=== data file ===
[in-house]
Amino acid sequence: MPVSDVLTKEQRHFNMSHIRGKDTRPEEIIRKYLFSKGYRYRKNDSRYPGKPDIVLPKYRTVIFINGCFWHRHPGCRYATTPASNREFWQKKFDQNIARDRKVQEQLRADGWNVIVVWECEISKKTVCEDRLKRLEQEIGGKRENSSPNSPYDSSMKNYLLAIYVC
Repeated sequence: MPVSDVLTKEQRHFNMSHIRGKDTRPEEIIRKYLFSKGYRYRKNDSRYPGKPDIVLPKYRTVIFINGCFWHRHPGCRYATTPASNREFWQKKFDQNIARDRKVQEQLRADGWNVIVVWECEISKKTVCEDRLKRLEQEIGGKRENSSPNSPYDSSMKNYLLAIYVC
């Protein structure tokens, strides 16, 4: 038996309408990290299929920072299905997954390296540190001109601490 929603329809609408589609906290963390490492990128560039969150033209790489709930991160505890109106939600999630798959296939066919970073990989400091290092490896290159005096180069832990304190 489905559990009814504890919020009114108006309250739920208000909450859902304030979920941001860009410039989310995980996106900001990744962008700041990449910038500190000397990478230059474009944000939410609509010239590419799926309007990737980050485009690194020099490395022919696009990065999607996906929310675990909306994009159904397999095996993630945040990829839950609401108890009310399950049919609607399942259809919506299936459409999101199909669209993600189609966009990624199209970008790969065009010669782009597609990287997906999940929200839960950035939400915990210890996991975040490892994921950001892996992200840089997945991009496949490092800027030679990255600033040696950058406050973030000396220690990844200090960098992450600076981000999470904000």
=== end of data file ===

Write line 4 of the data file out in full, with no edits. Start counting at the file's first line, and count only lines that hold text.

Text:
């Protein structure tokens, strides 16, 4: 038996309408990290299929920072299905997954390296540190001109601490 929603329809609408589609906290963390490492990128560039969150033209790489709930991160505890109106939600999630798959296939066919970073990989400091290092490896290159005096180069832990304190 489905559990009814504890919020009114108006309250739920208000909450859902304030979920941001860009410039989310995980996106900001990744962008700041990449910038500190000397990478230059474009944000939410609509010239590419799926309007990737980050485009690194020099490395022919696009990065999607996906929310675990909306994009159904397999095996993630945040990829839950609401108890009310399950049919609607399942259809919506299936459409999101199909669209993600189609966009990624199209970008790969065009010669782009597609990287997906999940929200839960950035939400915990210890996991975040490892994921950001892996992200840089997945991009496949490092800027030679990255600033040696950058406050973030000396220690990844200090960098992450600076981000999470904000």